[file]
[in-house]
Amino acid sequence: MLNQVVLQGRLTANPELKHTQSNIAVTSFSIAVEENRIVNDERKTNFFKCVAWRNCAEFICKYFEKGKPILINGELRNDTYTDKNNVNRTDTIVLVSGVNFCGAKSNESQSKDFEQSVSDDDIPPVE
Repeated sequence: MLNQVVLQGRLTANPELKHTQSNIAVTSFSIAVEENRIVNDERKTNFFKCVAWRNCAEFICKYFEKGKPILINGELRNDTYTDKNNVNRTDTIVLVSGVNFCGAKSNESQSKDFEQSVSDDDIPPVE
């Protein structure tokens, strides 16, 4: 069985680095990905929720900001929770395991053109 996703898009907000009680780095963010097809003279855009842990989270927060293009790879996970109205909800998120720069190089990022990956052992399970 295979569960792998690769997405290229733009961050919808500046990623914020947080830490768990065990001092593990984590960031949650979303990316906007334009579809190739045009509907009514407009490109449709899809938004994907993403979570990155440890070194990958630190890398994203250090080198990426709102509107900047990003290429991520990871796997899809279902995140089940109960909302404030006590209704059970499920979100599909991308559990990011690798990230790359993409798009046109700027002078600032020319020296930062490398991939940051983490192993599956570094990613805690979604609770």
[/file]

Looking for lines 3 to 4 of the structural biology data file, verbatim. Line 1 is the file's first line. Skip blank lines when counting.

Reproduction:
Repeated sequence: MLNQVVLQGRLTANPELKHTQSNIAVTSFSIAVEENRIVNDERKTNFFKCVAWRNCAEFICKYFEKGKPILINGELRNDTYTDKNNVNRTDTIVLVSGVNFCGAKSNESQSKDFEQSVSDDDIPPVE
């Protein structure tokens, strides 16, 4: 069985680095990905929720900001929770395991053109 996703898009907000009680780095963010097809003279855009842990989270927060293009790879996970109205909800998120720069190089990022990956052992399970 295979569960792998690769997405290229733009961050919808500046990623914020947080830490768990065990001092593990984590960031949650979303990316906007334009579809190739045009509907009514407009490109449709899809938004994907993403979570990155440890070194990958630190890398994203250090080198990426709102509107900047990003290429991520990871796997899809279902995140089940109960909302404030006590209704059970499920979100599909991308559990990011690798990230790359993409798009046109700027002078600032020319020296930062490398991939940051983490192993599956570094990613805690979604609770």